Man pleads guilty to role in robbery that ended in death

EVERETT — The last defendant in a 2011 home invasion robbery that ended in fatal gunfire has pleaded guilty to a slew of crimes that could send him to prison for nearly 16 years.

Clark Lynn Johnson, 49, wasn’t with a group of heavily-armed men who barged into a Marysville home, but helped plan the crime, prosecutors alleged. Johnson, a suspected gang member, admitted Wednesday that he conspired to commit robbery and burglary. He also pleaded guilty to rendering criminal assistance and intimidating a witness in connection with the Dec. 1, 2011 incident. Johnson also admitted to taking part in a separate burglary about a month after the Marysville heist.

Snohomish County deputy prosecutor Mara Rozzano plans to recommend a 15-year prison term at the sentencing, scheduled for Oct. 22. Now that Johnson isn’t going to trial, six other codefendants who already have been convicted are expected to be sentenced in the coming months.

Earlier this month Johnathan Frohs, whose nickname is “Bigfoot,” was sentenced to 21 years in prison for accidentally killing one of the men who was part of the robbery.

The crew plotted the heist to retaliate against two men who ripped off a drug dealer who had been working for one of them. The robbers held a Marysville husband and wife at gunpoint as the crew tried to track down the two men at the couple’s home.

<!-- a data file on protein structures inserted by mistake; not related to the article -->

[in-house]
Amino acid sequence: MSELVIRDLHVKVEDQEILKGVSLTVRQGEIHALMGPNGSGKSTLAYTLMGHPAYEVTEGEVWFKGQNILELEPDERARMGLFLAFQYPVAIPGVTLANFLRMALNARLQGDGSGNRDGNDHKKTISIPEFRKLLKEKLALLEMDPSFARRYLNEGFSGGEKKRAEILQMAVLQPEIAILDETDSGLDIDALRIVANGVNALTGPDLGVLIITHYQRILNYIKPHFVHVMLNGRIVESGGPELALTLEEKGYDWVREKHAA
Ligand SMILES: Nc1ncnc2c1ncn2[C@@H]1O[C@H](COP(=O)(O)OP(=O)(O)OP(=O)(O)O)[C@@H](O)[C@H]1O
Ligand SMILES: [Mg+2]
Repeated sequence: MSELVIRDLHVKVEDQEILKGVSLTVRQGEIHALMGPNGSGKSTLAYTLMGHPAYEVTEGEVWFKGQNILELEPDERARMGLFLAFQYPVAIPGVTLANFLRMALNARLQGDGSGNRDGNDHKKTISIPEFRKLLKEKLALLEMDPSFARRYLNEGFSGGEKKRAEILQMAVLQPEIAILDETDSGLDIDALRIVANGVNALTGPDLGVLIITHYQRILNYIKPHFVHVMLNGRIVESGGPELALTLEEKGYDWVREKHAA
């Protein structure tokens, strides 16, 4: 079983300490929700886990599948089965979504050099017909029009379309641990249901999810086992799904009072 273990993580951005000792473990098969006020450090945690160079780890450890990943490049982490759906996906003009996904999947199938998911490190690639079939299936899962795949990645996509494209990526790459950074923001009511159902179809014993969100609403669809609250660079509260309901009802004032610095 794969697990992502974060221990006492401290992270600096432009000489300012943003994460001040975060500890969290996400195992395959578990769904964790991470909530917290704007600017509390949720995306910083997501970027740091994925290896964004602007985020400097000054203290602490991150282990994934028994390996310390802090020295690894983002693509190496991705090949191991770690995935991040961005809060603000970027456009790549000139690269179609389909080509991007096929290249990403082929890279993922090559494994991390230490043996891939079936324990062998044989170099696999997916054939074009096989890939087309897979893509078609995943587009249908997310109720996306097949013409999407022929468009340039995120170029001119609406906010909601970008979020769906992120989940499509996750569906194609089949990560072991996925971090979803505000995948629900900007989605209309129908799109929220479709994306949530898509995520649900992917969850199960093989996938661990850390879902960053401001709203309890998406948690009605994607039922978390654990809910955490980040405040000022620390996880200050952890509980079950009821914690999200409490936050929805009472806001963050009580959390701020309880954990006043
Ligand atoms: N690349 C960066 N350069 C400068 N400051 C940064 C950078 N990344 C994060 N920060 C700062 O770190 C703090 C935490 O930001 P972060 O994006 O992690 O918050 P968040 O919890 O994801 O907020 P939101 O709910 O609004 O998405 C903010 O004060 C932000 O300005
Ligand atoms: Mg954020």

The robbers, some with ties to an outlaw motorcycle gang and other associated with a prison gang, threatened the couple and their relatives.

Then gunfire broke out. Frohs mistook a crew member for a rival and fired a shotgun at the man. Patrick “Bucky” Buckmaster was shot in the head after walking into the Marysville house.

The crew fled and so did the Marysville couple. Later, some of the robbers returned, packed Buckmaster’s body into the trunk of a car and drove to Denny’s. He later was buried in a shallow grave in east Snohomish County. His body was discovered about a month later.

His family was told that Buckmaster, 30, was being treated to a vacation because he’d done right by an outlaw motorcycle gang during a recent job. Relatives believe that was the gang’s way of notifying them of Buckmaster’s death.

Diana Hefley: 425-339-3463; hefley@heraldnet.com.

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